For Brunello being human goes beyond the artisanship and lifestyle of luxury to include customer accountability and service. He states, “The fundamental principal is that the client comes before profit.” Considering minimum orders insulting to clients, he has no minimum orders. Religious about on-time delivery, he’ll ship a reorder of even a single sweater overnight at no extra cost. Brunello’s perspective is “it is more palatable for a client to know that he can buy only 20 sweaters. He is more inclined to dare.”

Being Human with the Community

In his autobiography he writes, “On the one hand the riches of plunder, those of the man who steals and hoards: on the other hand the good riches of the man who transforms and distributes, and by so doing, renews life”¦This is what Solomeo represents for me.”
With this maxim in mind, Brunello says, “it’s important to take a profit”¦also the profit must go to the workers to give their work dignity and lastly, profit must go towards the local community whether that be a hospital, theater or monastery”.

As with every philosophy Brunello espouses, he demonstrates his commitment through real and significant investment. Twenty per cent of the company’s annual profits are set aside for restoring the village, Solomeo, to create an environment where his employees are “offered something more” where they work and live.

To expand and develop his humanist objectives and ideas, he recently established the Brunello Cucinelli Foundation. The foundation aims to have a direct influence on human values, understood as being the relationship between people and various activities in society. One example is the academy and library he has built where classes are offered to young people wishing to learn artisan trades. The goal of the academy is to honour the merit of people and promote projects to raise the awareness of human values. There are four schools including art, religion, enterprise and science.

What Is Your Advantage – VRIO

As a way to uncover a sustainable strategic advantage unique to your company, we at Azure Corporation attest to the insights delivered by viewing your business through the lens of the VRIO model, developed by Jay B Barney in his book Gaining and Sustaining Competitive Advantage.

According to Jay B Barney and the VRIO model, the basis for a sustainable strategic advantage is something you do that is; V – valuable to someone, R – rare and not readily available from competitors, I – inimitable and hard to replicate and O – organized by your company to proficiently deliver.

Many of the attributes most companies base their strategy and competitive positioning on; be it a product advantage, pricing advantage, technology advantage, talent advantage do not pass the VRIO test. Brunello Cucinelli’s humanist advantage is a masterful example of a highly insightful sustainable advantage. We can copy product quality, we can copy pricing, we can copy technology, we can even hire comparable talent. We can’t easily replicate the devotion to clients, artisanship and perfection Brunello Cucinelli has created. As Brunello says, “When it is true luxury, you feel like they have it in their soul and heart.”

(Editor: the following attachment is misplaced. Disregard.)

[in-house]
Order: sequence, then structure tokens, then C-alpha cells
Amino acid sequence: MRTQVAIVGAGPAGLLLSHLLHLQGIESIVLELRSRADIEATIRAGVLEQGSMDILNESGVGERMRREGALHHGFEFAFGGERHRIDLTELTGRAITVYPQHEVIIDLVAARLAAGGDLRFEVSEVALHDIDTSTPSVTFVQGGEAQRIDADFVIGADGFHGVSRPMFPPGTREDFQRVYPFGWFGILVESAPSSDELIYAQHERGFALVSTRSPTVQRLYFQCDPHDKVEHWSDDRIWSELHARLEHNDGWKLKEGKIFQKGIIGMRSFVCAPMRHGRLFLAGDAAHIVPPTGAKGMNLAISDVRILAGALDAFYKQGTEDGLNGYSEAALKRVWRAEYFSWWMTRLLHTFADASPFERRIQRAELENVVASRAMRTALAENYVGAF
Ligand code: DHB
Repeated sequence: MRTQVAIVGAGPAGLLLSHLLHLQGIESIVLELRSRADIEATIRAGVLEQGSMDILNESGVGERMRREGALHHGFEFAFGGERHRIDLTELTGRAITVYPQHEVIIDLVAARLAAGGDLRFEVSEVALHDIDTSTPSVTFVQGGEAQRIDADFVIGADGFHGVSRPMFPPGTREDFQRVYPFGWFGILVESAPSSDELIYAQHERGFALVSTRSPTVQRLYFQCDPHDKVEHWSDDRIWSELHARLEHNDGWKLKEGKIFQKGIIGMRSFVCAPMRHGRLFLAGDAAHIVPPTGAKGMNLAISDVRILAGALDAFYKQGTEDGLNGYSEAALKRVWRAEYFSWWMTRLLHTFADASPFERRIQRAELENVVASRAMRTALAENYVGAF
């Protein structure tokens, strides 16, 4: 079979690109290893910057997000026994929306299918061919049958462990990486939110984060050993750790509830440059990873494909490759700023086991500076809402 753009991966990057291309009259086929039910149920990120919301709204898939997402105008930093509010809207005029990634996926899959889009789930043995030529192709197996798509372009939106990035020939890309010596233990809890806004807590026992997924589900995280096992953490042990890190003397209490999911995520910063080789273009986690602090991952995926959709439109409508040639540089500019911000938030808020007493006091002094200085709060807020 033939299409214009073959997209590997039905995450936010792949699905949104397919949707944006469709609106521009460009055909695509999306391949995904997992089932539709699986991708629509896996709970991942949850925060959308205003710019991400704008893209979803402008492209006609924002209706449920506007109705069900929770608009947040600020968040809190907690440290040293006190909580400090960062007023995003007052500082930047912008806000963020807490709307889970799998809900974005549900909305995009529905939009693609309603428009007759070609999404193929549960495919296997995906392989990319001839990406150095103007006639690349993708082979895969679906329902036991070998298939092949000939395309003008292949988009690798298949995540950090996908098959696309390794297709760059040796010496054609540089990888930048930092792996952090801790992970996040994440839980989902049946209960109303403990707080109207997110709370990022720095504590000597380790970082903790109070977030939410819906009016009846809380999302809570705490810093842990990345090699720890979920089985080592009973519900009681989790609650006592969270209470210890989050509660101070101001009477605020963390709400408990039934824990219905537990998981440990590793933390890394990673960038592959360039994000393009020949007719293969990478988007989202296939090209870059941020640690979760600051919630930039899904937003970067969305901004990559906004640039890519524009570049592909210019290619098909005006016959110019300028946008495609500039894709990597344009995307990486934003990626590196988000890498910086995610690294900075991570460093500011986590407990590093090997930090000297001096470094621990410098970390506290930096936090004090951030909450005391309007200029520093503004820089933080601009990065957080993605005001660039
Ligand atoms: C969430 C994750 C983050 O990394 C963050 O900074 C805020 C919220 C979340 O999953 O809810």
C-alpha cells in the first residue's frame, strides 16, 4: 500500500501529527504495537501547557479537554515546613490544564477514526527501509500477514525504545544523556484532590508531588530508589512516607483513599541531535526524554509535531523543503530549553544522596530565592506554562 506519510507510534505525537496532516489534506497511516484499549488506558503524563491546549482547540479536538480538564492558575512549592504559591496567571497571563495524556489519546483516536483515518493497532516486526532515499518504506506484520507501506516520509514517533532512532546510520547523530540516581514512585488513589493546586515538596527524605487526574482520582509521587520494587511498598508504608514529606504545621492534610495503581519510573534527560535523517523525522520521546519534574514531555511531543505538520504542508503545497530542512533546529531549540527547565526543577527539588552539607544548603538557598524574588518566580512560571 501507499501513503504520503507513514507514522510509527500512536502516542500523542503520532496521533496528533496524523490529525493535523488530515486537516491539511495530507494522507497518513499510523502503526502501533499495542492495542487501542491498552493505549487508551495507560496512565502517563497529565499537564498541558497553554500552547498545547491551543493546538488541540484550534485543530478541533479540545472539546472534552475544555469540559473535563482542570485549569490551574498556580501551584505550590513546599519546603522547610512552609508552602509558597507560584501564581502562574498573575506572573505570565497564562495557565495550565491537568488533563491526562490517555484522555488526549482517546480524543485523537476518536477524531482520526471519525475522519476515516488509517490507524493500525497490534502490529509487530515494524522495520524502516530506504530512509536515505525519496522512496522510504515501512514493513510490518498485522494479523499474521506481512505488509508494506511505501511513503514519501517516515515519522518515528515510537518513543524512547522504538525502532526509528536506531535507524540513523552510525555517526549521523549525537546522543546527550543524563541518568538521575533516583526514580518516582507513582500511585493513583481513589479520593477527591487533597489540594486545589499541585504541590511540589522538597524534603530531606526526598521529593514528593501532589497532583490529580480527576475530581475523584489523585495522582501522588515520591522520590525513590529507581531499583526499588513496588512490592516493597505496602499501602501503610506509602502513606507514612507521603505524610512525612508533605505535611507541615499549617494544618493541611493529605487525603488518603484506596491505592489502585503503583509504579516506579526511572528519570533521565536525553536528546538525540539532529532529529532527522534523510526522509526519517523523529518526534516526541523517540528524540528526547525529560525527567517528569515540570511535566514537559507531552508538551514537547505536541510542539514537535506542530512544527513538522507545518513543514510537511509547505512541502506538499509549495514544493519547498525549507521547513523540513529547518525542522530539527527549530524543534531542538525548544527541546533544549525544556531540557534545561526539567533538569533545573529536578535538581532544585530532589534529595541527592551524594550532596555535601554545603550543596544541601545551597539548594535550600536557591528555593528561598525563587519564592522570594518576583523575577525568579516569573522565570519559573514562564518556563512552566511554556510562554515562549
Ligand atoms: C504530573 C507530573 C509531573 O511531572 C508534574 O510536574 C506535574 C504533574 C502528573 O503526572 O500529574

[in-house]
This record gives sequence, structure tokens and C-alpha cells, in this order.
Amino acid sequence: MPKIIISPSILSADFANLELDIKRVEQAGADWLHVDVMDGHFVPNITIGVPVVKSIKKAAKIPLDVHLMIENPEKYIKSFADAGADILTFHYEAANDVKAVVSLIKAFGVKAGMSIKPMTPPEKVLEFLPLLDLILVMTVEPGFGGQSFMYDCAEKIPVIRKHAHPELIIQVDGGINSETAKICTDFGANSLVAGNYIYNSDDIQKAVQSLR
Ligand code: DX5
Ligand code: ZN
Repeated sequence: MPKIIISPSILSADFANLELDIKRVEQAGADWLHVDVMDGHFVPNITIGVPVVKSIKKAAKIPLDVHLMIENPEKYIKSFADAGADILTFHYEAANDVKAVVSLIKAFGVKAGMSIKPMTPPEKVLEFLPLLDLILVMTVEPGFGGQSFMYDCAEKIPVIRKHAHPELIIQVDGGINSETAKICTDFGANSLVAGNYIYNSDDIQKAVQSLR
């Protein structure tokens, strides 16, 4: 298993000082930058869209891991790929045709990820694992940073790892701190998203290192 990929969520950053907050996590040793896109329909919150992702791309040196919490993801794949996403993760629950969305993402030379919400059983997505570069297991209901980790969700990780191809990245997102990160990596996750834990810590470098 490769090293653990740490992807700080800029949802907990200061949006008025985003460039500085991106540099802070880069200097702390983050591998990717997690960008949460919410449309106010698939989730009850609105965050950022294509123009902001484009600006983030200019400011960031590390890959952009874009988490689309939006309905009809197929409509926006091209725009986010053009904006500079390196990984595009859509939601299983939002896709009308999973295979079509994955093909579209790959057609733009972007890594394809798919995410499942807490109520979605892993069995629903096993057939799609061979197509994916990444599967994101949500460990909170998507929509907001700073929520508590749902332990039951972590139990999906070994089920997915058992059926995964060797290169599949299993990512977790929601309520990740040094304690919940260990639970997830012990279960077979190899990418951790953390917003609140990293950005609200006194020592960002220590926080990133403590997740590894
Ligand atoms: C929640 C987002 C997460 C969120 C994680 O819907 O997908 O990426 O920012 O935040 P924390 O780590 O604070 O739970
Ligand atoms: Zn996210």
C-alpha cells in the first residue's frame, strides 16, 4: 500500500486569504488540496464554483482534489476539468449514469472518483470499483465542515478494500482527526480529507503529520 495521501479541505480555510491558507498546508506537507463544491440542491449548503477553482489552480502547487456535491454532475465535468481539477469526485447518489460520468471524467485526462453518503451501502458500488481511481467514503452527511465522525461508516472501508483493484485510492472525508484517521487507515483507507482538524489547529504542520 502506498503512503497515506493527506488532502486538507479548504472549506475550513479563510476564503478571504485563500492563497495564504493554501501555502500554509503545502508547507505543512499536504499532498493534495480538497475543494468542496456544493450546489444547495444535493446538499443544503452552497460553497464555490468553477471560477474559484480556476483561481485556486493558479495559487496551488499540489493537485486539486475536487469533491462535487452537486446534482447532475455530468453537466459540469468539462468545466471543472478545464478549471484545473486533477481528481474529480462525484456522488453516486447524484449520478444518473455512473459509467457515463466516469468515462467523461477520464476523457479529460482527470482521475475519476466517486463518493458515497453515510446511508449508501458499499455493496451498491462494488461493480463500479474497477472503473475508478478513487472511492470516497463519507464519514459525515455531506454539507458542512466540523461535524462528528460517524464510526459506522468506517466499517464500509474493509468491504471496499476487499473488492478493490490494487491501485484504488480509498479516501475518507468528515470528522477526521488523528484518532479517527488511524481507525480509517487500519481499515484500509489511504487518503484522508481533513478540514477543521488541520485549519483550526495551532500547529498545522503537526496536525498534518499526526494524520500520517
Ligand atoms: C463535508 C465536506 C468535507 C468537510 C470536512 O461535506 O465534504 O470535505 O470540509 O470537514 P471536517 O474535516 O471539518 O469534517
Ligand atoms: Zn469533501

Further reading:

  1. Cashmere conscience, by Atkinson Natalie, National Post (September 10, 2011)
  2. Gaining and Sustaining Competitive Advantage, Reading, Mass, by Barney Jay B, Addison-Wesley Pub. Co. (1997).
  3. Designer dossier: the style insider’s go-to man for discreet luxury, by Connor Katie L, Marie Claire (October 1, 2011)
  4. http://www.brunellocucinelli.it/#/en/home, by Cucinelli Brunello
  5. Fashion’s Mr. nice guy, by Ilari Alessandra, Women’s Wear Daily (January 19, 1997)
  6. Italian’s passion for fashion is palpable, by Lackie Dave, National Post (March 31, 2007)
  7. One Hundred and One Beautiful Towns in Italy, by Lazzarin Paolo, New York: Rizzoli (2004)
  8. Paradise found, by Marsh Emilie, DNR (June 16, 2008)
  9. The prince of Solomeo: the cashmere utopia of Brunello Cucinello, by Mead Rebecca, New Yorker (March 29, 2010)
  10. A philosophy that fits snugly, by Sanderson Rachel, Financial Times (September 5, 2011)

How Did They Do It

Pablo Picasso has been attributed to saying “good artists borrow, great artists steal”. Not that we are advocating stealing ideas from others but we are advocating what we believe is the intended truth in this statement: to learn, apply and expand upon the intelligence gained from others’ successes. Each month How Did They Do It will showcase how an idea became a success and offer valuable intelligence and insight that may resonate with you as you face similar challenges.

The enabling ideas® How Did They Do It feature is brought to you as a collaborative effort from Azure Corporation and Rotman Information Solutions, Rotman School of Management at the University of Toronto.